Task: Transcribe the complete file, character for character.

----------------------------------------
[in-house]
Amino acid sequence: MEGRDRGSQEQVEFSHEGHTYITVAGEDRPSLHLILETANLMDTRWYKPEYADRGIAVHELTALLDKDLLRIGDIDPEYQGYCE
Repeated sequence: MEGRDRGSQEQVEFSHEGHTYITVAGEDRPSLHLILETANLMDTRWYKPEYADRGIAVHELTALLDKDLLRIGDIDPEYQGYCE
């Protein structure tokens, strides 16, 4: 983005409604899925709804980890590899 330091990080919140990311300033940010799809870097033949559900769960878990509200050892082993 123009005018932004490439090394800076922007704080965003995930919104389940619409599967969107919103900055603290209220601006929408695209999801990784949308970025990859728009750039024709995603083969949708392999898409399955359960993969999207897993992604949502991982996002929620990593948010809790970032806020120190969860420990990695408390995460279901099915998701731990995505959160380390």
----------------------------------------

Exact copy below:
[in-house]
Amino acid sequence: MEGRDRGSQEQVEFSHEGHTYITVAGEDRPSLHLILETANLMDTRWYKPEYADRGIAVHELTALLDKDLLRIGDIDPEYQGYCE
Repeated sequence: MEGRDRGSQEQVEFSHEGHTYITVAGEDRPSLHLILETANLMDTRWYKPEYADRGIAVHELTALLDKDLLRIGDIDPEYQGYCE
């Protein structure tokens, strides 16, 4: 983005409604899925709804980890590899 330091990080919140990311300033940010799809870097033949559900769960878990509200050892082993 123009005018932004490439090394800076922007704080965003995930919104389940619409599967969107919103900055603290209220601006929408695209999801990784949308970025990859728009750039024709995603083969949708392999898409399955359960993969999207897993992604949502991982996002929620990593948010809790970032806020120190969860420990990695408390995460279901099915998701731990995505959160380390």